WASHINGTON – Under siege over his response to COVID-19 and continued protests against systemic racism, and facing multiple bad polls in his re-election bid against Joe Biden, President Donald Trump defended his performance in an interview broadcast Sunday – including his past claims that the coronavirus will simply “disappear.”
“I’ll be right eventually,” Trump told Chris Wallace, the host of Fox News Sunday, in the interview taped Friday. “You know, I said, ‘it’s going to disappear.’ I’ll say it again.”
Trump – as he did before his surprise victory over Hillary Clinton in 2016 – also refused to say whether he would challenge the results of the election should he lose to Biden.
Claiming that “mail-in voting is going to rig the election,” Trump repeated his 2016 mantra that he can’t be sure he will accept the results of the election: “I’m not going to just say yes. I’m not going to say no, and I didn’t last time either.”
President Donald Trump
Trump also defended Southerners who fly the Confederate battle flag, vowed to block efforts to change the names of military forts that honor Confederate generals, claimed Biden is mentally unfit, and described why he is no longer a friend of Fox News.
The embattled president also predicted he would win re-election, despite polls that he denounced as “fake.”
“Do you know how many times I’ve been written off,” he said at one point.
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Several viewers of the interview pointed out Trump’s repeated mis-statements. Political analyst Stuart Rothenberg said the Wallace interview “really shows who and what our President is. Incoherent. Idiotic. Rambling. Insensitive. Illogical. Ignorant. And worse. Great work by Chris Wallace.”
Wallace frequently sought to correct the president. The two men – who sat outside in the heat – argued frequently, such as when the president described the recent increases in COVID-19 cases as “burning embers;” Wallace said it was more like a “forest fire.”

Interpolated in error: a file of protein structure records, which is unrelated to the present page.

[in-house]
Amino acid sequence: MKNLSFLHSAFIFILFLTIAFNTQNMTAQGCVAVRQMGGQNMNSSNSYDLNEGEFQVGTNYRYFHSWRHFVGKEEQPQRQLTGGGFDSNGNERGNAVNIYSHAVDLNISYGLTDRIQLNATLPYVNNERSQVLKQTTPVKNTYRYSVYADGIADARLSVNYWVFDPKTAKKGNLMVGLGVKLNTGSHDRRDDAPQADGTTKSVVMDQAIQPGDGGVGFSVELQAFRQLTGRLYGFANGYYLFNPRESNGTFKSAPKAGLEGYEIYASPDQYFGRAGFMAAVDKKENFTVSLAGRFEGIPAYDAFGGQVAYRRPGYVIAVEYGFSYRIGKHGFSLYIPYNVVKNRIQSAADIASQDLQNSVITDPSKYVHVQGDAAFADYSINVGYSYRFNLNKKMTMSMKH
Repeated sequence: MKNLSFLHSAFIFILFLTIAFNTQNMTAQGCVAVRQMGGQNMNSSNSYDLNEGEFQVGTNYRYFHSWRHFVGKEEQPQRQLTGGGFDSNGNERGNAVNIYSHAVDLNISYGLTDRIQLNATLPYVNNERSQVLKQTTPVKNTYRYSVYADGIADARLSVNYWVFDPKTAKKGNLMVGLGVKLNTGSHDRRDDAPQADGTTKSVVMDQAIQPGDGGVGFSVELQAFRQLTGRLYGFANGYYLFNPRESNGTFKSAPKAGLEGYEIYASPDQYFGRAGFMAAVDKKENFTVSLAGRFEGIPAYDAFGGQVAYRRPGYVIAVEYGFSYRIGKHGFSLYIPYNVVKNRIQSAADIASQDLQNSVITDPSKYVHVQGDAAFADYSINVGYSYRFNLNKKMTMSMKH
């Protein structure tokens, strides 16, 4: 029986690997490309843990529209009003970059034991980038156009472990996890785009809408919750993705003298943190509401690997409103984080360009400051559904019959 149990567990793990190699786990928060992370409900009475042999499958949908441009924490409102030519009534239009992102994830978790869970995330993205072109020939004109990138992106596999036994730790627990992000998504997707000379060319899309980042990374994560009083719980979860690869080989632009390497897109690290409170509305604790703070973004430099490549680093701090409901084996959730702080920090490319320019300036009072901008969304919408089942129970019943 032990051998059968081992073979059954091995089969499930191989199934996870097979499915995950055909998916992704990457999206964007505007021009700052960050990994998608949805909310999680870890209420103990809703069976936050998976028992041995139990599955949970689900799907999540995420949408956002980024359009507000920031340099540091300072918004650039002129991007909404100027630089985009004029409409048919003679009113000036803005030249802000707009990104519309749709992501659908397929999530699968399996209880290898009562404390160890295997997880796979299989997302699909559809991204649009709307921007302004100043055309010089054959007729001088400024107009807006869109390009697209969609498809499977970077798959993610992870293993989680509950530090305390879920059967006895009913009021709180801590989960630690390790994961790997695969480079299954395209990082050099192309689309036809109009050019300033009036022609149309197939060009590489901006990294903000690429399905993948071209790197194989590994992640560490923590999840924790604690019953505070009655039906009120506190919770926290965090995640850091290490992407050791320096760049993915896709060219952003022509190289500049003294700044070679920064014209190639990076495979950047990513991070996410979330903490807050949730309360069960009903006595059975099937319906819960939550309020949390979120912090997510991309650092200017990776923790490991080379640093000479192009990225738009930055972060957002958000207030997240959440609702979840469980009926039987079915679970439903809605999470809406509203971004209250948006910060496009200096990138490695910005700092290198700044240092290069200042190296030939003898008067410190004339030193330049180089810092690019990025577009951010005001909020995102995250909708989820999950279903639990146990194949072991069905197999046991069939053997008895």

During the course of the interview that last nearly an hour, Trump also:
– Downplayed the new spikes in COVID cases as “embers,” which Wallace described as more of a “forest fire.” Trump also claimed the death rate is going down, even though it has accelerated in recent days.
Trump, who is the past has declined to take responsibility for COVID problems, said, “look, I take responsibility, always, for everything because it’s ultimately my job, too. I have to get everybody in line.” He also attacked some state leaders, saying “some governors have done well, some governors have done poorly.”
Trump also attributed the rise in cases to increased testing, though experts say the increased rate of infections is far outpacing the increased rate of testing. Increases have come after states opted to re-open their economy, moves encouraged by the president.
– Denied that his staff has organized attacks on Dr. Anthony Fauci, but also criticized his administration’s top doctor by saying he has “made some mistakes” and is “a little bit of an alarmist.”
Fauci has said his some of views – such as those about the value of wearing masks – have changed as new evidence about the virus emerges. In an interview with InStyle.com, Fauci said he is an “apolitical person,” and “it’s pretty tough walking a tightrope while trying to get your message out and people are trying to pit you against the president.”